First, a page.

Miriam E. Tucker
February 26, 2020
Between 2013 and 2018, empagliflozin and dulaglutide became the most-prescribed drugs in their respective classes for treating type 2 diabetes in the United States, new research shows.
The findings, from US-based administrative claims data, were published online February 10 in Diabetes Care by Chintan V. Dave, PharmD, PhD, and colleagues.
Among patients initiating oral sodium-glucose cotransporter 2 inhibitors (SGLT2 inhibitors) over the 5-year period, empagliflozin (Jardiance, Boehringer Ingelheim/Lilly) became the most commonly prescribed glucose-lowering drug, primarily driven by an increasing proportion of patients with diabetes who had a diagnosis of myocardial infarction, stroke, or heart failure (collectively called cardiovascular disease-heart failure [CVD-HF]).
And within the SC injectable glucagon-like peptide 1 receptor (GLP-1) agonist class, initiations of dulaglutide (Trulicity, Lilly) surpassed liraglutide in 2013-2018, although those starting liraglutide (Victoza, Novo Nordisk) were more likely to have a CVD-HF diagnosis.
"This study shows that by preferring empagliflozin, prescribers have largely reacted in accordance with the available evidence and drug labels, while other factors such as lower price, frequency of administration [dulaglutide is given weekly and liraglutide is given daily], or prior authorizations may have led prescribers to select dulaglutide over liraglutide," Dave, of the Division of Pharmacoepidemiology and Pharmacoeconomics, Brigham and Women's Hospital, Harvard Medical School, Boston, Massachusetts, and colleagues write.
Internists and endocrinologists were the most frequent prescribers of both drug classes.
Cardiologists rarely prescribed them, even for patients with established CVD-HF.
"As patients with co-occurring diabetes and CVD are likely to see their cardiologist, these encounters may provide an additional opportunity to optimize their treatment," the authors emphasize.
For SGLT2 inhibitors, Label Changes a Likely Contributor
Over the study period, the proportion of patients who had CVD-HF receiving SGLT2 inhibitors rose by 3.4% (P trend<.001).
The proportion of overall prescriptions for SGLT2 inhibitors written by endocrinologists dropped by 12.0%, although the absolute number of SGLT2-inhibitor prescriptions written by endocrinologists increased (P<.001).
The proportion written by internists didn't change (P=.58), while it increased slightly among cardiologists but still barely exceeded 1% (P<.001). The findings were similar for the subgroup of patients with CVD-HF who initiated SGLT2 inhibitors.
By individual agents, canagliflozin (Invokana, Janssen) prescriptions dropped by 75.1% over the study period, from 100% in 2013 to just 24.9% by 2018 (P<.001), while empagliflozin initiation rose by 51.7%, from 13.9% to 65.6% of all SGLT2 inhibitor initiations (P<.001).
Among those initiating empagliflozin, the proportion with CVD-HF rose by 5.3% (P<.001), mostly after the additional indication for reducing CV events and death was added to the US label in December 2016.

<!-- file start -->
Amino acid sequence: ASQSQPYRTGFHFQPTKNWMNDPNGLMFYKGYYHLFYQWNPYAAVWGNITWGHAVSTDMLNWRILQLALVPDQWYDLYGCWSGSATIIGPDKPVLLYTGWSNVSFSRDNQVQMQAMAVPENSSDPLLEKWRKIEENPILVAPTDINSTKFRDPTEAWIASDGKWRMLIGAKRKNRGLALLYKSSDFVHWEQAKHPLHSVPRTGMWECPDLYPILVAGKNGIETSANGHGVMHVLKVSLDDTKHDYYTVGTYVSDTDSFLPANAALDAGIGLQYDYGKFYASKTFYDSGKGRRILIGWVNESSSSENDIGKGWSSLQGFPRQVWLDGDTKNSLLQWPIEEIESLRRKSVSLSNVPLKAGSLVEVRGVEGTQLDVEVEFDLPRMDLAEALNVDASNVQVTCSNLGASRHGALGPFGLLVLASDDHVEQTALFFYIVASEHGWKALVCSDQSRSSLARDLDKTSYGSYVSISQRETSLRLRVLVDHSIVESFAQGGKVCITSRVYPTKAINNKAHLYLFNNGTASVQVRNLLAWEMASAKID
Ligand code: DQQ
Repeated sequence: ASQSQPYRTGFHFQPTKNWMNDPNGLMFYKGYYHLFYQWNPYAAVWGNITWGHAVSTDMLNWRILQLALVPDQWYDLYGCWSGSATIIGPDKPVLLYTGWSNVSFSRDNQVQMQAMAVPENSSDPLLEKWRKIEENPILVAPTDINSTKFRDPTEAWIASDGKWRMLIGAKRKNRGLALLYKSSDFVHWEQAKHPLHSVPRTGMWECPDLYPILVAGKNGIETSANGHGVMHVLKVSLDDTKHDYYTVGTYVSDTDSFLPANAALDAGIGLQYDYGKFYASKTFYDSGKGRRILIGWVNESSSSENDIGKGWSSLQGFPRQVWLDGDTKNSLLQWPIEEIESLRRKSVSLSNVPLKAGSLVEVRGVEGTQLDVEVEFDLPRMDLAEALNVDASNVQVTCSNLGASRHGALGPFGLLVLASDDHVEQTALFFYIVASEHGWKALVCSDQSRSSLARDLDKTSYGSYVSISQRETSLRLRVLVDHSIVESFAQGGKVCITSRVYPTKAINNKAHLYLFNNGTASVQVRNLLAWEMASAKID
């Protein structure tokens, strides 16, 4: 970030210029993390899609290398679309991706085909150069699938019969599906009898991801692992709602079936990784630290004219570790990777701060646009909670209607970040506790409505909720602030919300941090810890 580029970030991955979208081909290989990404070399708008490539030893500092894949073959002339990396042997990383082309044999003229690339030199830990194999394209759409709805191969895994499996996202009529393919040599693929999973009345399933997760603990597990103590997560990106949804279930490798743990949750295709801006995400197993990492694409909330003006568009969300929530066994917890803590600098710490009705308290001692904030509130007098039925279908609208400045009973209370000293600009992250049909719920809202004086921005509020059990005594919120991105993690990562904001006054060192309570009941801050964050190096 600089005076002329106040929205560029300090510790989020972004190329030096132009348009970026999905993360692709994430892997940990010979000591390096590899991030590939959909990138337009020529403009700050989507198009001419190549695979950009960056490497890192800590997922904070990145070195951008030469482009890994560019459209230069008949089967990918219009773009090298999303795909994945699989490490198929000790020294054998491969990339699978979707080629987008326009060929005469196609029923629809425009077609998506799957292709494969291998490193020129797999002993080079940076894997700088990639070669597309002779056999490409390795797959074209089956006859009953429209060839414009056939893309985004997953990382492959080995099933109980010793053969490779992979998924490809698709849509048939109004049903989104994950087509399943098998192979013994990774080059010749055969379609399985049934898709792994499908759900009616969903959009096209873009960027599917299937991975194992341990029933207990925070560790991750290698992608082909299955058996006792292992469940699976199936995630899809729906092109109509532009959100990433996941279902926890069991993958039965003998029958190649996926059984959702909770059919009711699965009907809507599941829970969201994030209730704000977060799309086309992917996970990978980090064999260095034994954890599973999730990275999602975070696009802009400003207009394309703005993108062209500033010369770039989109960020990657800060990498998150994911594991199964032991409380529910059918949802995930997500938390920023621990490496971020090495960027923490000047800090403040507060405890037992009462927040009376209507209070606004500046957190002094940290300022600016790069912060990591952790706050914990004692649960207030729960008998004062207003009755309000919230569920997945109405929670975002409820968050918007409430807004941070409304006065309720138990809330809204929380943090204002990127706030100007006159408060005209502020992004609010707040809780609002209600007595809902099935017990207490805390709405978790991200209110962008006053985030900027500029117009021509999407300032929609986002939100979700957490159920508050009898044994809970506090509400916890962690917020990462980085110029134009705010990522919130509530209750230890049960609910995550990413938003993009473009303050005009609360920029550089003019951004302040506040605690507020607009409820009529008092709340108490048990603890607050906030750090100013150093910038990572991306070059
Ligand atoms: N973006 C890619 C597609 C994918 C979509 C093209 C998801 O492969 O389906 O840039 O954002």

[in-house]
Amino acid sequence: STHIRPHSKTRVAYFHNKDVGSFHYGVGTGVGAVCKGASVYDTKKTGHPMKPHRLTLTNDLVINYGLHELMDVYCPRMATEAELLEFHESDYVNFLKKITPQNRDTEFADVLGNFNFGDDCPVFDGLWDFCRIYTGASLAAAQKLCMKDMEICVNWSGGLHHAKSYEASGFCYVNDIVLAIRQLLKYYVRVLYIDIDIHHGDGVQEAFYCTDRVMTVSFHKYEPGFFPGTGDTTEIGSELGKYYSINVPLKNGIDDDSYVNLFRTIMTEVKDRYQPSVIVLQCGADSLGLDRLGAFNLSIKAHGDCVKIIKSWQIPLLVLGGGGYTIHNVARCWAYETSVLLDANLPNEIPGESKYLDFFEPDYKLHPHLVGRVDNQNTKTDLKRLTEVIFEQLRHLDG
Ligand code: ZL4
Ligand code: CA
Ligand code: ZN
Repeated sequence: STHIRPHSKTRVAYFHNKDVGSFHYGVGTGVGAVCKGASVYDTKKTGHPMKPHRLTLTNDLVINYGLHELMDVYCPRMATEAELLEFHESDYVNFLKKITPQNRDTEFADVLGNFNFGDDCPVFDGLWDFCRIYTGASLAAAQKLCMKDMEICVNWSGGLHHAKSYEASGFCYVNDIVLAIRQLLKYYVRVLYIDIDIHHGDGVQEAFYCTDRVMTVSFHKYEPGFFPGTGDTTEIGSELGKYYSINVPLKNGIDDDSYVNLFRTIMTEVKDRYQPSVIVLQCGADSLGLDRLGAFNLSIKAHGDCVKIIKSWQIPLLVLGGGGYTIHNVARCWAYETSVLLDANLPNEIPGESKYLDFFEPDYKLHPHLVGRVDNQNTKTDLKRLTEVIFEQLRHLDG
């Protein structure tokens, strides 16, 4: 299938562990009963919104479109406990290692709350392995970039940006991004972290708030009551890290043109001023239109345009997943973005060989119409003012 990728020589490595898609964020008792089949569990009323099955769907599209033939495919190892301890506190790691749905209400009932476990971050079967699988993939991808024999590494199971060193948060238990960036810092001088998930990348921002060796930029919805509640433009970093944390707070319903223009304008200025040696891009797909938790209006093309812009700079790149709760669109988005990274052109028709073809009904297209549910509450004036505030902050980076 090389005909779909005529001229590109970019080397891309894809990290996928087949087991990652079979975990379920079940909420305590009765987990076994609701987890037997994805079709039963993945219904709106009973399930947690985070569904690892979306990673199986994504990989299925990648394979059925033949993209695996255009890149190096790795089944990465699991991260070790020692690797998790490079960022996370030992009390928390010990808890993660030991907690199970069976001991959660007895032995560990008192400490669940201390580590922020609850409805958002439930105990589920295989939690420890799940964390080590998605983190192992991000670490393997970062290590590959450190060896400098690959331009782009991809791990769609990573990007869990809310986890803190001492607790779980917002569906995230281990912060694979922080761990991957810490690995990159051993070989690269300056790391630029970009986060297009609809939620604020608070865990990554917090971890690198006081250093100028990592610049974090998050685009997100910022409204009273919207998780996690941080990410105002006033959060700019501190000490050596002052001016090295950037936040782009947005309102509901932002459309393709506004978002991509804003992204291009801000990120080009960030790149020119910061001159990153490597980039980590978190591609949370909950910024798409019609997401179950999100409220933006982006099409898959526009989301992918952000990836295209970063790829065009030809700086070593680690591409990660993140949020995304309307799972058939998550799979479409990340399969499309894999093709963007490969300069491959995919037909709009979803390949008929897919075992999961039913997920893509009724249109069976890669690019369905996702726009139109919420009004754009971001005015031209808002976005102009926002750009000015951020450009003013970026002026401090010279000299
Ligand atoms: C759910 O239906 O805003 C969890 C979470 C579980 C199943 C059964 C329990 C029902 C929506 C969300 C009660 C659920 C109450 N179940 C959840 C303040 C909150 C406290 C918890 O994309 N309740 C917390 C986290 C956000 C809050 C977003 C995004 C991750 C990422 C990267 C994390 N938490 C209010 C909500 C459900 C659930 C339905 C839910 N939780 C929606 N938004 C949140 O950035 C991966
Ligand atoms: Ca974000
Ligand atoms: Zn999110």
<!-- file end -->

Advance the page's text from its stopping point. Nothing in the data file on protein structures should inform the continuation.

In contrast, there were no significant changes in the proportions of those with CVD-HF who initiated canagliflozin (P=.065), dapagliflozin (P=.87), or other medications (P=.060).
"Changes in the drug label for canagliflozin (boxed warning for amputation) and empagliflozin (for reduction in CV events and death) in 2016 likely contributed to a rapid change in prescribing preference for empagliflozin," Dave and colleagues write.
With GLP-1 Agonists, Perhaps Frequency of Administration Matters
Among those starting GLP-1 agonists, the proportion with CVD-HF increased by 3.9% (P<.001) during the study period.
Prescriptions by endocrinologists declined as a proportion, but rose in absolute numbers (P<.001), and remained consistent for internists (>55%; P=.12).
Prescribing of GLP-1 agonists by cardiologists remained low (<0.5%) and was not higher for individuals with CVD-HF.
By individual GLP-1 agonist, liraglutide initiation declined by 32.1%, from 72.4% to 40.3% of GLP-1 agonist initiations (P<.001) whereas dulaglutide initiation rose by 43.8%, from 5.0% to 48.8% (P<.001). Again, these trends were similar in the subgroup of patients with CVD-HF.
The proportion of patients with CVD-HF among liraglutide initiators increased by 5.1%, from 10.5% to 15.6% (P=.018), and among exenatide initiators by 2.1%, from 10.3% to 13.8% (P=.77).
"Due to the reduced frequency of administration and possible formulary preferences, dulaglutide initiations surpassed liraglutide, the only GLP-1 agonist with evidence of CV benefit at the time," Dave and colleagues note.
Dulaglutide has just been granted an additional approval by the US FDA for reducing the risk of major adverse cardiovascular events (MACE) in adults with type 2 diabetes with and without established CVD or multiple CV risk factors.
This makes it the first and only type 2 diabetes medicine approved to reduce the risk of CV events for both primary and secondary prevention populations.
The study was funded by the Division of Pharmacoepidemiology and Pharmacoeconomics, Department of Medicine, Brigham and Women's Hospital, Harvard Medical School. Dave has reported receiving support from the New Jersey Alliance for Clinical and Translational Science.